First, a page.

Five Tips to Boost Sales

Shaun Thomson, CEO of Sandler Training in the UK, asks where have the first six months of 2015 gone? We are halfway through the year, which means one thing – targets. How are you performing against your sales targets? Are you outperforming last year, treading water, or worse, trying to make up lost ground?

So many resellers still practice tired sales practices, such as ‘cold call and pray,’ hoping that the old ratio of one-in-ten calls converting to a sale will prevail. Increasing sales will not be achieved by getting more people to cold call, or by cutting prices. Sales is a skill, it can be learned and always improved. These five tips will set you on your way.

1. Improving Prospecting

Hard as it may be to accept, your products are not right for everyone. Why bust a gut and waste your time calling a business that you know won’t be interested? Play to your strengths. Do a full audit of your current customer base – are there any trends in terms of type of business that take a particular product? Look at all commonalities, such as business size, type, and location. Get some testimonials of similar businesses that outline real-life benefits. People are far more receptive when they feel that you have tailored a pitch to their business and that you have taken the time to think about whether a service can add value to them.

Also look at when calls are most successful; chances are a business will be inundated with sales calls on the last day of a month as other businesses are also trying to hit targets. As a rule, tend to be more receptive to calls in the afternoon, towards the end of the week.

It’s also important to not rely on cold calls as the main route for sales. Upselling to existing customers, referral programs and networking should also form key components of a prospecting program. Of course, calls have their place, by try and change the objective from ‘making a sale’ to ‘information gathering’. Think of them as ‘first contact calls’. Know who you are speaking too beforehand and have your questions prepared, so they will do the talking, not you.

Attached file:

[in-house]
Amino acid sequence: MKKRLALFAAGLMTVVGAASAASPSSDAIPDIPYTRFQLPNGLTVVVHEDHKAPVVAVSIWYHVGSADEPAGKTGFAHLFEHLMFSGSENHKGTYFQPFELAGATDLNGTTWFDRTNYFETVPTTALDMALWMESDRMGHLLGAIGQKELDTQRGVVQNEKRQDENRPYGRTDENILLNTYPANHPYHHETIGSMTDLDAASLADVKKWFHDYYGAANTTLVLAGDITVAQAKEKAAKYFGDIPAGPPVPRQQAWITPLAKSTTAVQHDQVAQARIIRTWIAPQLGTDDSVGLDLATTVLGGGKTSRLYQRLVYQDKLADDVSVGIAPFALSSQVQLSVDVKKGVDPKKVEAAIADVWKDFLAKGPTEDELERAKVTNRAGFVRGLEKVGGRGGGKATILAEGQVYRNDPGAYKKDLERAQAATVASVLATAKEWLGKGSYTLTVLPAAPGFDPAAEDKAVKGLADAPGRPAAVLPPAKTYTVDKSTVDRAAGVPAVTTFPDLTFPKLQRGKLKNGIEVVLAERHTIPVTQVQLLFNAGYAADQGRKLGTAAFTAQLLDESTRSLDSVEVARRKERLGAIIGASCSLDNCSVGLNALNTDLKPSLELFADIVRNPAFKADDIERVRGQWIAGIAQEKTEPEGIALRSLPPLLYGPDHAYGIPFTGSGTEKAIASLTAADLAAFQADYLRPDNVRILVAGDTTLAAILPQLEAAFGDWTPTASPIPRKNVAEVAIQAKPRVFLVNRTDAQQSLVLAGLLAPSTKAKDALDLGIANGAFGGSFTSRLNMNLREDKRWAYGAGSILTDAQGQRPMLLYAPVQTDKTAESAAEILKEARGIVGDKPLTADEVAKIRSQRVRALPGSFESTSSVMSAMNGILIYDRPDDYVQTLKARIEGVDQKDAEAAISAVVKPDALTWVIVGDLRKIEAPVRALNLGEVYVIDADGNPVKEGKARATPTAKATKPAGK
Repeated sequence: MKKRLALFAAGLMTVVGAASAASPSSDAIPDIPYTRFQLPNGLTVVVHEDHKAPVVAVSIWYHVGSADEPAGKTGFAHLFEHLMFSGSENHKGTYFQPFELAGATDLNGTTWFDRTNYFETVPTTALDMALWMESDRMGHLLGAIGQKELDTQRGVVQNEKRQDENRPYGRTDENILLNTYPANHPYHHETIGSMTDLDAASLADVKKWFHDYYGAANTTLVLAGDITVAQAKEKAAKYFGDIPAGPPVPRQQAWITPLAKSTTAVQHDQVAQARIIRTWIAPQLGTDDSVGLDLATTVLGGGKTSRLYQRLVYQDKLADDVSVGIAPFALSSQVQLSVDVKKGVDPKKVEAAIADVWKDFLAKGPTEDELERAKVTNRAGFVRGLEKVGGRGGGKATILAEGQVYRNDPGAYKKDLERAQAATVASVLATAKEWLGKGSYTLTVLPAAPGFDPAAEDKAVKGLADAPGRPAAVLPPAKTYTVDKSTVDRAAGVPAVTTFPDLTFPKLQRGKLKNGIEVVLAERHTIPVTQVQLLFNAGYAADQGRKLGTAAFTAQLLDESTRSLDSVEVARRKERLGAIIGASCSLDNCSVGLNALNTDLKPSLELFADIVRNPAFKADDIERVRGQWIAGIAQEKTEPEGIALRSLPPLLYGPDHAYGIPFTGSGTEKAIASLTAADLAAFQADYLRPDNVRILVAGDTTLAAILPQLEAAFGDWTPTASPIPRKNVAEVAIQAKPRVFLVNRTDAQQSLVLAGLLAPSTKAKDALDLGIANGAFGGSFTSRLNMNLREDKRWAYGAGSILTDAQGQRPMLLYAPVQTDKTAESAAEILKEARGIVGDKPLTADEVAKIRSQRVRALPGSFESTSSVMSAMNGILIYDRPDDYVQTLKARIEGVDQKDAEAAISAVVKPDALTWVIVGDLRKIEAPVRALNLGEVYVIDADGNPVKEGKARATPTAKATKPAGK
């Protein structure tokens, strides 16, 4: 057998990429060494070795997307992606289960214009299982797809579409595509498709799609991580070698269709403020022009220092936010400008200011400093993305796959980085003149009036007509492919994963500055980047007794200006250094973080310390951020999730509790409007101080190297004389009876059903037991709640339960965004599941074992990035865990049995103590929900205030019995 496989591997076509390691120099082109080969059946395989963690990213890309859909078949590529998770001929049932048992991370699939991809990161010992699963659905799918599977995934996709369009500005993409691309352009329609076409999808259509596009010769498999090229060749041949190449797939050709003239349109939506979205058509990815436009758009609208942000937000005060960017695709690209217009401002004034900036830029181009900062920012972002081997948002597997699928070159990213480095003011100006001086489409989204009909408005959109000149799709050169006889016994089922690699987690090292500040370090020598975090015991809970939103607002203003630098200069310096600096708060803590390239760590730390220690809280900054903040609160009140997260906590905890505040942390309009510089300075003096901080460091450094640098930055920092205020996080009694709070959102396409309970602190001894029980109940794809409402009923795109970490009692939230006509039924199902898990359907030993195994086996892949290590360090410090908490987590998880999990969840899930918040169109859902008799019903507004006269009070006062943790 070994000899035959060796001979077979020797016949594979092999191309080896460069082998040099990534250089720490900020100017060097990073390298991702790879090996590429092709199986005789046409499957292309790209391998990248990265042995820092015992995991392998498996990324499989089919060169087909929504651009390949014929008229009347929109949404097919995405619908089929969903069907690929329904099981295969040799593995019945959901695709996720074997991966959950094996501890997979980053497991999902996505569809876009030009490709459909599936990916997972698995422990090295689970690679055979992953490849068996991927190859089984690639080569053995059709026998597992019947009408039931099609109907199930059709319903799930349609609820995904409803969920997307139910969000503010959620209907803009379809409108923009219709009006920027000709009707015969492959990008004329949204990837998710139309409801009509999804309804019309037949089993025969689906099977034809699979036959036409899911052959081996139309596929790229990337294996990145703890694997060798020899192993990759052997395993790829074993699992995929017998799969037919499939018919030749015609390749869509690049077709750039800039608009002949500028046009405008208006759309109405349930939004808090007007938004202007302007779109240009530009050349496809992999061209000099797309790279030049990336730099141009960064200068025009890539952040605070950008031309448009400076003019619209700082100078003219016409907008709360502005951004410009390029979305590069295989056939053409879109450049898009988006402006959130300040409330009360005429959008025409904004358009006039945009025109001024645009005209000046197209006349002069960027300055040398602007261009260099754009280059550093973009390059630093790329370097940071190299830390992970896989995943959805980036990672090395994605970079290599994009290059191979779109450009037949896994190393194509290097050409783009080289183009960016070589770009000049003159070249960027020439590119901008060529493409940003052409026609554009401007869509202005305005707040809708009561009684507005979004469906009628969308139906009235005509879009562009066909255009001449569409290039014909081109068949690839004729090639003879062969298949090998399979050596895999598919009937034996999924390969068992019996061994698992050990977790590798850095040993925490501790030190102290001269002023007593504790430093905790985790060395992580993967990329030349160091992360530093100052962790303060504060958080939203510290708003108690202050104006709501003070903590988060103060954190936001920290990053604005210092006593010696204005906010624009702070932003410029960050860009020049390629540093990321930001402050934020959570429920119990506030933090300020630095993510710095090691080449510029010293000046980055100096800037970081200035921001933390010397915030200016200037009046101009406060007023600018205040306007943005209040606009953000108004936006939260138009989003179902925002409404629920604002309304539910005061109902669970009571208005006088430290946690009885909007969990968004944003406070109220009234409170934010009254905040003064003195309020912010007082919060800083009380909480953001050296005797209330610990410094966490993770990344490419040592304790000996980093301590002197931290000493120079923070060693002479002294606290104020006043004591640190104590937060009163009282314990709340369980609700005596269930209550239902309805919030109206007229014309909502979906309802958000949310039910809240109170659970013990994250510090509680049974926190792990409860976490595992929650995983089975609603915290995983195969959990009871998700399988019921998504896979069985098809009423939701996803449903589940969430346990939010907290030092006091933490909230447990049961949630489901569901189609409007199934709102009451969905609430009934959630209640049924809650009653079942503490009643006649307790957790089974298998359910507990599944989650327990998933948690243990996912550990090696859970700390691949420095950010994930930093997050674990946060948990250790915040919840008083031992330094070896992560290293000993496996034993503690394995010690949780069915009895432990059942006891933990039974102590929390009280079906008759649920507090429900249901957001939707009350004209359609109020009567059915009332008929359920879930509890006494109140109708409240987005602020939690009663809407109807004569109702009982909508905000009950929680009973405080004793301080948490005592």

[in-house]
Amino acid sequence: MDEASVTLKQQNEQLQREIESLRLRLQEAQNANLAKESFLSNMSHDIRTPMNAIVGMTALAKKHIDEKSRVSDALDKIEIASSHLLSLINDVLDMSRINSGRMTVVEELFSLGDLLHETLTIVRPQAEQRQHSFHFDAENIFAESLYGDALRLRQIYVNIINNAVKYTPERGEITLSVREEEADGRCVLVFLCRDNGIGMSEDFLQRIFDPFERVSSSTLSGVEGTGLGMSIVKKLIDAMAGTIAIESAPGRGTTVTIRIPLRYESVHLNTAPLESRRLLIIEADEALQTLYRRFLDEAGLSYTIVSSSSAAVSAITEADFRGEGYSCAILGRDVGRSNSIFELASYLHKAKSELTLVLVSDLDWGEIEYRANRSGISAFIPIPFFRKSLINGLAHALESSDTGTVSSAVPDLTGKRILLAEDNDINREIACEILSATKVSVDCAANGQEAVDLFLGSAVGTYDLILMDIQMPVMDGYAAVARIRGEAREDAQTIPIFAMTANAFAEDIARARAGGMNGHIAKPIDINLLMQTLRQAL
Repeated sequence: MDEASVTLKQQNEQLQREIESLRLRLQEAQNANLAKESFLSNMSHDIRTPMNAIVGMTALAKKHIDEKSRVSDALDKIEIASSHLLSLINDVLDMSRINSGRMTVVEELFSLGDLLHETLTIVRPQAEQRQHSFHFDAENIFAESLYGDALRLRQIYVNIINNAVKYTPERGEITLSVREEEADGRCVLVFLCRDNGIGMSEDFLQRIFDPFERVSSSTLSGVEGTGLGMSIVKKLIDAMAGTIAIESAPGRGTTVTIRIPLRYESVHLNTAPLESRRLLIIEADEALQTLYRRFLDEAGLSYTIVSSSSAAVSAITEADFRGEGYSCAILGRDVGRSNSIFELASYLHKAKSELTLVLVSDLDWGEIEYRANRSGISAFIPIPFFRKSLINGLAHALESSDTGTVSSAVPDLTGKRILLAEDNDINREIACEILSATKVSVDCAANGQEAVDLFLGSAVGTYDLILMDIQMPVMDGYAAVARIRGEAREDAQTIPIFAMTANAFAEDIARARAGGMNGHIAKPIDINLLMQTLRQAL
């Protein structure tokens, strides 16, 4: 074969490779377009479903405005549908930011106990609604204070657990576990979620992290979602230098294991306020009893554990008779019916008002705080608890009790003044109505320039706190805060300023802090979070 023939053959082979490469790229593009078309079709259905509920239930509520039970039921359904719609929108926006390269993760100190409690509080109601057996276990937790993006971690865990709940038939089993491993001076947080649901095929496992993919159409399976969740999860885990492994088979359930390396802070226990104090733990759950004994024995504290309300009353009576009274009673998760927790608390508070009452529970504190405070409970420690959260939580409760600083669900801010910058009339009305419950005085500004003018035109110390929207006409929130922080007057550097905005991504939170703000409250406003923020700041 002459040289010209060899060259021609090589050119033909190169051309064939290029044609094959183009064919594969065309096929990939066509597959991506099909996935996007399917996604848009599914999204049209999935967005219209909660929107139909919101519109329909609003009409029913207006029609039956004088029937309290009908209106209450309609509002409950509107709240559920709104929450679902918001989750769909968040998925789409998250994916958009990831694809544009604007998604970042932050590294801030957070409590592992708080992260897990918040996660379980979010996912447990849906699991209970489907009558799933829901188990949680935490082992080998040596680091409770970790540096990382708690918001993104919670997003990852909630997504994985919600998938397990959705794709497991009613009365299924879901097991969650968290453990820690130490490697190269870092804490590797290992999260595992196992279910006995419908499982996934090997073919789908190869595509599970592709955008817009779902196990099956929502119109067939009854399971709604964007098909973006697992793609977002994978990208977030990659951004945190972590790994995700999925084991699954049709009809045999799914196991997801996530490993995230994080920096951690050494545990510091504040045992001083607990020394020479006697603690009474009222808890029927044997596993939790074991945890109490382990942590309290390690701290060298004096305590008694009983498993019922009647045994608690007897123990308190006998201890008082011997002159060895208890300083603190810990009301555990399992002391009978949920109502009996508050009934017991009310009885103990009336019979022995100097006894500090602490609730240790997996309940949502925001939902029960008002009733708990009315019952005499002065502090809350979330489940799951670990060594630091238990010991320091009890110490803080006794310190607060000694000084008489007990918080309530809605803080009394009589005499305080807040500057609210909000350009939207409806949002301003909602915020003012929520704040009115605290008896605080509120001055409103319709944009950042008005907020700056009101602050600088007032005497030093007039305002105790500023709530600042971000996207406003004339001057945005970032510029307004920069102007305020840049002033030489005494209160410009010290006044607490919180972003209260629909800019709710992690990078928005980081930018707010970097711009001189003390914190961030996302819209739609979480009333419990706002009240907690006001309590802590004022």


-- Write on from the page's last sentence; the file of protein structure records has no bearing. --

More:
2. Reducing Free consulting

‘Free consulting’ is the nemesis of a business. It’s when the sales process is needlessly extended, thus eroding margins by all the time that has been wasted. Just think about all those face-to-face meetings, the follow up meetings, the convoluted proposals, updated proposals, and the chasing phone-calls – it all adds up.

It’s also important to respect your products and services. Advice, intellectual property and products all have price tags. By giving into requests for free trials or price-cuts to get contracts signed the business ultimately loses – and sets a precedent for a future relationship.

3. Learn to Say No

The fact is customers do not want to buy from the most desperate company; they want the one that will add the most value. Many prospects are just window-shopping. Don’t fool yourself into thinking that they could be converted with a lot of persuasion and ‘good deals.’ The key is spotting them early, and parting ways before they put too much drain on the business’ time.

4. Eliminating Cheesy Sales Styles

If you look and act like every other salesperson, you will be treated accordingly. It should be an equal partnership – you aren’t doing them a ‘favour’ – your product or service will help their business and add value.

Also, don’t be afraid to be different. When it comes to competition you have two choices – either you can try and emulate what’s already on the market in the fear that you need to be seen to be offering a standard solution. Or you can stand out from the crowd and focus on your points of difference.

5. Establishing Systems

Hoping and praying for new business is not a strategy; the troughs will inevitably outweigh the peaks and it will drive the management crazy that they have no visibility or control over the sales process. Create a systematic approach to give you predictable results. A sales process that you can quantify and therefore you can track and adjust is a win-win for all involved.

Lastly, document everything. The successes and the failures. It all provides learning’s that you can implement as best practice in the future, giving new starters a clear overview of how the sales system works and how they can succeed within your business.


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David Dungay

Editor - Comms Business Magazine